Hi there,

We have a tiny problem, and hopefully you guys can help us out. Here’s what we need:

• Load an image (500 x 500 px)
• Read RGB values for every pixel in the picture
• Calculate the average of the RGB values
• Write the RGB average value to a text file

So, we’re not sure how to do this - do you have any ideas? Any help would be appreciated.

Best regards,
Peter

check imageLoaderExample half the job is done .

Yeah, that’s true. I tried using getPixels() to grab the RGB values, but the problem is that it writes out the interlaced RGB value, and I need the seperate R, G and B values. How can I do that?

hi, this link may be helpful to you. It discusses how to extract RGB values…
http://forum.openframeworks.cc/t/learning-from-app-examples/2778/3

and this http://wiki.openframeworks.cc/index.php-…-ver-pixels in wiki

Thanks, dude!
That’s awesome. It works like a charm!

The images that I load are 16 bit, and thus the values printed should also be 16 bit RGB values. Is that possible?

[quote author=“pshoeg”]Thanks, dude!
That’s awesome. It works like a charm!

The images that I load are 16 bit, and thus the values printed should also be 16 bit RGB values. Is that possible?[/quote]

hmm…

check out this code (copied from the wiki)

``````

ofTexture* invert_color_image(ofImage* im) {
int bytes_per_pixel = im->bpp / 8;
if (im->type != OF_IMAGE_COLOR || bytes_per_pixel != 3)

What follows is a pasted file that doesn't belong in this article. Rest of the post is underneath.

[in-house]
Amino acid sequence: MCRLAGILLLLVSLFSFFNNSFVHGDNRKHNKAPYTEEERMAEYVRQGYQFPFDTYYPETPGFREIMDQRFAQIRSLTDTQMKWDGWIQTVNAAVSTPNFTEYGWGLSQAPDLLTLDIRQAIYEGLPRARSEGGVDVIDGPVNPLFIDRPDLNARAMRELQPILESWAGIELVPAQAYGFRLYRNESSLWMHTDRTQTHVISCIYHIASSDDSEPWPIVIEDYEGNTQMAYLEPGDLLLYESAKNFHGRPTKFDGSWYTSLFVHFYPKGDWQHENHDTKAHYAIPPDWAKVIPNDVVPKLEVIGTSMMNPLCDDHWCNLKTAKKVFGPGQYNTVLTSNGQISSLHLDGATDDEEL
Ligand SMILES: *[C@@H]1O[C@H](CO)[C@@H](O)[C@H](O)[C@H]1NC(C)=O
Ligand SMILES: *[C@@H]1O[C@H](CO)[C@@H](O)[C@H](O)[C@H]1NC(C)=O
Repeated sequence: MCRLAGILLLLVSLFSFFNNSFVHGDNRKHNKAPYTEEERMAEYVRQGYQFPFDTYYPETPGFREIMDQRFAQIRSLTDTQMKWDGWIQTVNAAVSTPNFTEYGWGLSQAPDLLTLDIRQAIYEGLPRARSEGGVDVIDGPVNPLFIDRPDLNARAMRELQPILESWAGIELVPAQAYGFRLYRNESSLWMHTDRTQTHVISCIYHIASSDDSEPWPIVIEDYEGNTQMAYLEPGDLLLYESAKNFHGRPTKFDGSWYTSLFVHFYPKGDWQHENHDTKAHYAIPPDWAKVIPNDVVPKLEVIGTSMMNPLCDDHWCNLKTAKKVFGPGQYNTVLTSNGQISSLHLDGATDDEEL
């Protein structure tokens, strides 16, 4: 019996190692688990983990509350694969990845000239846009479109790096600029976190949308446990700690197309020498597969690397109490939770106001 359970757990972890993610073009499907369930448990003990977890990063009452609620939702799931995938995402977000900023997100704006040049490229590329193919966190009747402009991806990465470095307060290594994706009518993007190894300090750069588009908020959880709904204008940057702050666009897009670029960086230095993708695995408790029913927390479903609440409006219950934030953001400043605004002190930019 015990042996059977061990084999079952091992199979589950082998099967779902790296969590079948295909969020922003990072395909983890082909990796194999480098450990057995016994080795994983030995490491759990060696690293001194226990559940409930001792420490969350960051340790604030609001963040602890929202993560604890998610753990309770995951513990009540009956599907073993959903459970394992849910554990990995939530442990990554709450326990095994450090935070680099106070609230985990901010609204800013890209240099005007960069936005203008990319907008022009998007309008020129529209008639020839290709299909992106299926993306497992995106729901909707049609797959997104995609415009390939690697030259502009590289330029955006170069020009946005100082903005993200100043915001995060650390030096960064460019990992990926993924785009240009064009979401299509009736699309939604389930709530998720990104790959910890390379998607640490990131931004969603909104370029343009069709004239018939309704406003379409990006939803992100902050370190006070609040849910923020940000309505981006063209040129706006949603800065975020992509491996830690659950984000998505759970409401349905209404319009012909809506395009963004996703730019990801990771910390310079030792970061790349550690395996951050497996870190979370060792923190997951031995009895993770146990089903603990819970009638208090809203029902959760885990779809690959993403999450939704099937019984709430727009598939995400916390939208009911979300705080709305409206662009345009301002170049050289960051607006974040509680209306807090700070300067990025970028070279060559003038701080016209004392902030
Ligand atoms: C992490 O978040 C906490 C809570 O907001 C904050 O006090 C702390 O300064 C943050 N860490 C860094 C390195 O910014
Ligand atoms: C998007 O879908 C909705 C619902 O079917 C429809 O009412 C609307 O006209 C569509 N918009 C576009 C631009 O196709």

// This function only works on RGB images.
return NULL;

int w = im->width;
int h = im->height;

// (t) will hold the result of the processing that we do on (im).
ofTexture* t = new ofTexture();
t->allocate(w, h, GL_RGB);

unsigned char* im_pixels = im->getPixels(); // These are the pixel data of im,
unsigned char* p = new unsigned char[w*h*bytes_per_pixel]; // and here's where we keep our processed pixel data.
for (int i = 0; i < w*h; i++) {
int base = i * bytes_per_pixel;

// Assuming the pixels come in RGB order, here we grab the intensity
// (a value in the range [0,255]) of each color channel of the image.
unsigned char r = im_pixels[base + 0];
unsigned char g = im_pixels[base + 1];
unsigned char b = im_pixels[base + 2];

p[base + 0] = 255 - r; // Invert R.
p[base + 1] = 255 - g; // Invert G.
p[base + 2] = 255 - b; // Invert B.
}
t->loadData(p, w, h, GL_RGB); // This copies our processed pixel data into a texture that can be displayed.
delete [] p; // Because loadData performed a copy, we no longer need to store the processed pixel data.

return t;
}

``````

As you see r,g,b are represented by unsigned char (http://en.wikipedia.org/wiki/Integer-%2-…-science%29). So, that makes them 8 bit wide.

But, the bits used to represent the integral data types may differ on different cpu architectures.